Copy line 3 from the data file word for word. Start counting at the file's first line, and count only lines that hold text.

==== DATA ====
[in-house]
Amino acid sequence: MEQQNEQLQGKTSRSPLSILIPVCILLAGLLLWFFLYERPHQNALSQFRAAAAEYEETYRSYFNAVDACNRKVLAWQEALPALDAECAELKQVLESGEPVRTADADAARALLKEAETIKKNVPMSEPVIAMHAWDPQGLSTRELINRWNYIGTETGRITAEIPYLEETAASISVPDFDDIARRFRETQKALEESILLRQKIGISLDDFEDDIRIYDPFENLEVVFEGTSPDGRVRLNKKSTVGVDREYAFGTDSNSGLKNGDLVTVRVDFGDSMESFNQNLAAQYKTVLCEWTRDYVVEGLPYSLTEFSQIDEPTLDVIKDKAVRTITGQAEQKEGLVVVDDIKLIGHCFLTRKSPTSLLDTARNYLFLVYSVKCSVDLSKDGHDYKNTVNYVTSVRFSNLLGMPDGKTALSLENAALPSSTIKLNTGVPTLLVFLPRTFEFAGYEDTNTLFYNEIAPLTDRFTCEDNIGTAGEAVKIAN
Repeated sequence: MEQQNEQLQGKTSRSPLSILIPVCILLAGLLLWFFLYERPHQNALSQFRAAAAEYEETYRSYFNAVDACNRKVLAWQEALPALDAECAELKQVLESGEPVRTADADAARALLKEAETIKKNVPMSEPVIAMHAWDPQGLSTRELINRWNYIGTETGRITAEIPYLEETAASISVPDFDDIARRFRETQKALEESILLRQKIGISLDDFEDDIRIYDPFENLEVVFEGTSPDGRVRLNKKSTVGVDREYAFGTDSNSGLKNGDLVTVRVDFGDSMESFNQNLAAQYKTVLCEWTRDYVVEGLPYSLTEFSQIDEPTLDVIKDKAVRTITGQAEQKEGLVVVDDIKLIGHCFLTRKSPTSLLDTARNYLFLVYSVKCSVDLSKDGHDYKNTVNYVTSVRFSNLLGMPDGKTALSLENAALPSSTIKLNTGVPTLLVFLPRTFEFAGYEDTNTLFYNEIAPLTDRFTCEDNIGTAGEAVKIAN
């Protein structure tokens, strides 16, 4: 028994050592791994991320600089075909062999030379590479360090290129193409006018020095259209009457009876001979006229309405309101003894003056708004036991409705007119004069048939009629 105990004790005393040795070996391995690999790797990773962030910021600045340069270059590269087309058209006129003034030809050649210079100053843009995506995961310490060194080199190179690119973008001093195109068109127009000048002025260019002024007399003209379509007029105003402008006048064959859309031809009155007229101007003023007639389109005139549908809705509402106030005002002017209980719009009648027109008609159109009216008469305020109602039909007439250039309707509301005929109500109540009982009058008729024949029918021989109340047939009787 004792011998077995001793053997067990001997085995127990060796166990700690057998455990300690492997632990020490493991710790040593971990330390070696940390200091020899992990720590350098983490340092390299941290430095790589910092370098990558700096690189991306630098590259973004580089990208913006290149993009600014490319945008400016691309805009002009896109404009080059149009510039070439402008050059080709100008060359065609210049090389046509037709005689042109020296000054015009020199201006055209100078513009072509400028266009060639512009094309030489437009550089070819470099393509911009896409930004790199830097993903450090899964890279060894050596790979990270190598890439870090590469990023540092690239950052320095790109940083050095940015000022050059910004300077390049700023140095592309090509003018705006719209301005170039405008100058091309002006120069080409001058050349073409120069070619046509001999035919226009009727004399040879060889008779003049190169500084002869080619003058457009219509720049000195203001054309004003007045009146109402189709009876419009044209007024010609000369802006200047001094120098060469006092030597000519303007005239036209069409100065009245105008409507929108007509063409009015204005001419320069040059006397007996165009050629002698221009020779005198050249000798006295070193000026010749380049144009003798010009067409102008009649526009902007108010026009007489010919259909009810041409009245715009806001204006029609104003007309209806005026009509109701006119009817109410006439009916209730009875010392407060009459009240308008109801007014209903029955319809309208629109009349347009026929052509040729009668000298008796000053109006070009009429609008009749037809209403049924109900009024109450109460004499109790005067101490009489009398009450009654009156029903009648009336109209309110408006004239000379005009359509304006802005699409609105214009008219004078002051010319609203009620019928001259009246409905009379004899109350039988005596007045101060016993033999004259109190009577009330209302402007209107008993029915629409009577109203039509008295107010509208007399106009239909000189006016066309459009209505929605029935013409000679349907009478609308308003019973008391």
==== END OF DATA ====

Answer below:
Repeated sequence: MEQQNEQLQGKTSRSPLSILIPVCILLAGLLLWFFLYERPHQNALSQFRAAAAEYEETYRSYFNAVDACNRKVLAWQEALPALDAECAELKQVLESGEPVRTADADAARALLKEAETIKKNVPMSEPVIAMHAWDPQGLSTRELINRWNYIGTETGRITAEIPYLEETAASISVPDFDDIARRFRETQKALEESILLRQKIGISLDDFEDDIRIYDPFENLEVVFEGTSPDGRVRLNKKSTVGVDREYAFGTDSNSGLKNGDLVTVRVDFGDSMESFNQNLAAQYKTVLCEWTRDYVVEGLPYSLTEFSQIDEPTLDVIKDKAVRTITGQAEQKEGLVVVDDIKLIGHCFLTRKSPTSLLDTARNYLFLVYSVKCSVDLSKDGHDYKNTVNYVTSVRFSNLLGMPDGKTALSLENAALPSSTIKLNTGVPTLLVFLPRTFEFAGYEDTNTLFYNEIAPLTDRFTCEDNIGTAGEAVKIAN